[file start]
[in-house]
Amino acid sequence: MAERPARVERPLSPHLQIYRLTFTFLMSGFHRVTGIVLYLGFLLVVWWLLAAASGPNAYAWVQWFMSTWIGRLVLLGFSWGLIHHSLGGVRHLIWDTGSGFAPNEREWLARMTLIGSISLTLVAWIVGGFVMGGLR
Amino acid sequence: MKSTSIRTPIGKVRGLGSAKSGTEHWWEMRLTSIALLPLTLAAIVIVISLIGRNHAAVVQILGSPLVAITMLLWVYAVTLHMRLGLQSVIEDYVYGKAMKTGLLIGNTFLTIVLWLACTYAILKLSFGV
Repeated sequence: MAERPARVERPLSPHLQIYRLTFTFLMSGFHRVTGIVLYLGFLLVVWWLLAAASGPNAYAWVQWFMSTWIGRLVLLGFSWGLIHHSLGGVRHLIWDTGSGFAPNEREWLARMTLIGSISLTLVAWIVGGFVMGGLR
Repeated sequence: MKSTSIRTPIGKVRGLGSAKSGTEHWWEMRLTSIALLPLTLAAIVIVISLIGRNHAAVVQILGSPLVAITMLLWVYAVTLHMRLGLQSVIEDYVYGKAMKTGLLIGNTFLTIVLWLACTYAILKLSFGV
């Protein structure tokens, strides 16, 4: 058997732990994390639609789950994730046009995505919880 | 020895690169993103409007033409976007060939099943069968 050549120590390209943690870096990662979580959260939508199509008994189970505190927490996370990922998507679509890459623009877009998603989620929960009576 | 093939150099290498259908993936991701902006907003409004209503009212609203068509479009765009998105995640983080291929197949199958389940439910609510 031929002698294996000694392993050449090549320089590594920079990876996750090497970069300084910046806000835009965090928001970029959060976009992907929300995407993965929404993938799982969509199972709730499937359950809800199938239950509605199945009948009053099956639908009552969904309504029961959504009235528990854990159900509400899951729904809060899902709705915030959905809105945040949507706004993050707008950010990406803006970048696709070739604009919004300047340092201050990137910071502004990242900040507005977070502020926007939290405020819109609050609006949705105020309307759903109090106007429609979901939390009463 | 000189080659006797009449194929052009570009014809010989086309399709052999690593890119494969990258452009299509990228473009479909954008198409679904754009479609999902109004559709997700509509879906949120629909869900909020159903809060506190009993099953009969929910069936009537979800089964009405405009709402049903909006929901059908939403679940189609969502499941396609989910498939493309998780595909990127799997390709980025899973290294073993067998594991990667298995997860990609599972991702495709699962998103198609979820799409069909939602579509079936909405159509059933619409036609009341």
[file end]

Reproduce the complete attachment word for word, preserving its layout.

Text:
[in-house]
Amino acid sequence: MAERPARVERPLSPHLQIYRLTFTFLMSGFHRVTGIVLYLGFLLVVWWLLAAASGPNAYAWVQWFMSTWIGRLVLLGFSWGLIHHSLGGVRHLIWDTGSGFAPNEREWLARMTLIGSISLTLVAWIVGGFVMGGLR
Amino acid sequence: MKSTSIRTPIGKVRGLGSAKSGTEHWWEMRLTSIALLPLTLAAIVIVISLIGRNHAAVVQILGSPLVAITMLLWVYAVTLHMRLGLQSVIEDYVYGKAMKTGLLIGNTFLTIVLWLACTYAILKLSFGV
Repeated sequence: MAERPARVERPLSPHLQIYRLTFTFLMSGFHRVTGIVLYLGFLLVVWWLLAAASGPNAYAWVQWFMSTWIGRLVLLGFSWGLIHHSLGGVRHLIWDTGSGFAPNEREWLARMTLIGSISLTLVAWIVGGFVMGGLR
Repeated sequence: MKSTSIRTPIGKVRGLGSAKSGTEHWWEMRLTSIALLPLTLAAIVIVISLIGRNHAAVVQILGSPLVAITMLLWVYAVTLHMRLGLQSVIEDYVYGKAMKTGLLIGNTFLTIVLWLACTYAILKLSFGV
């Protein structure tokens, strides 16, 4: 058997732990994390639609789950994730046009995505919880 | 020895690169993103409007033409976007060939099943069968 050549120590390209943690870096990662979580959260939508199509008994189970505190927490996370990922998507679509890459623009877009998603989620929960009576 | 093939150099290498259908993936991701902006907003409004209503009212609203068509479009765009998105995640983080291929197949199958389940439910609510 031929002698294996000694392993050449090549320089590594920079990876996750090497970069300084910046806000835009965090928001970029959060976009992907929300995407993965929404993938799982969509199972709730499937359950809800199938239950509605199945009948009053099956639908009552969904309504029961959504009235528990854990159900509400899951729904809060899902709705915030959905809105945040949507706004993050707008950010990406803006970048696709070739604009919004300047340092201050990137910071502004990242900040507005977070502020926007939290405020819109609050609006949705105020309307759903109090106007429609979901939390009463 | 000189080659006797009449194929052009570009014809010989086309399709052999690593890119494969990258452009299509990228473009479909954008198409679904754009479609999902109004559709997700509509879906949120629909869900909020159903809060506190009993099953009969929910069936009537979800089964009405405009709402049903909006929901059908939403679940189609969502499941396609989910498939493309998780595909990127799997390709980025899973290294073993067998594991990667298995997860990609599972991702495709699962998103198609979820799409069909939602579509079936909405159509059933619409036609009341």